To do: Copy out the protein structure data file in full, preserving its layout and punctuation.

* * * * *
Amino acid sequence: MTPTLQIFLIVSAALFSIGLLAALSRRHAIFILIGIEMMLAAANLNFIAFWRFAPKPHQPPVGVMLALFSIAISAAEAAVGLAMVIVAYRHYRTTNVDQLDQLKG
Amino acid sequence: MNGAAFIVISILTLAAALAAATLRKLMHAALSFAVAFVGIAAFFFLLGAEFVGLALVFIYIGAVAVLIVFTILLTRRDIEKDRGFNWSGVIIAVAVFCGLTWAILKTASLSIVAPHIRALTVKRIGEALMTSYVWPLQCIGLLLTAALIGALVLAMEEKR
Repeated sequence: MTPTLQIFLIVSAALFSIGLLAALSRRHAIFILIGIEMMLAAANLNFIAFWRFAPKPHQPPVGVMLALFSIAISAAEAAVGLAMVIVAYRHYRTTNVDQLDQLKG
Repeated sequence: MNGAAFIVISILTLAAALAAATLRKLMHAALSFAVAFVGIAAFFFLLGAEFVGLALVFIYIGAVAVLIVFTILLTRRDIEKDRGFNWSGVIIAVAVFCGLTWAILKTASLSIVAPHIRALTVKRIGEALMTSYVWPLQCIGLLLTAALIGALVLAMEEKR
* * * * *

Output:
Amino acid sequence: MTPTLQIFLIVSAALFSIGLLAALSRRHAIFILIGIEMMLAAANLNFIAFWRFAPKPHQPPVGVMLALFSIAISAAEAAVGLAMVIVAYRHYRTTNVDQLDQLKG
Amino acid sequence: MNGAAFIVISILTLAAALAAATLRKLMHAALSFAVAFVGIAAFFFLLGAEFVGLALVFIYIGAVAVLIVFTILLTRRDIEKDRGFNWSGVIIAVAVFCGLTWAILKTASLSIVAPHIRALTVKRIGEALMTSYVWPLQCIGLLLTAALIGALVLAMEEKR
Repeated sequence: MTPTLQIFLIVSAALFSIGLLAALSRRHAIFILIGIEMMLAAANLNFIAFWRFAPKPHQPPVGVMLALFSIAISAAEAAVGLAMVIVAYRHYRTTNVDQLDQLKG
Repeated sequence: MNGAAFIVISILTLAAALAAATLRKLMHAALSFAVAFVGIAAFFFLLGAEFVGLALVFIYIGAVAVLIVFTILLTRRDIEKDRGFNWSGVIIAVAVFCGLTWAILKTASLSIVAPHIRALTVKRIGEALMTSYVWPLQCIGLLLTAALIGALVLAMEEKR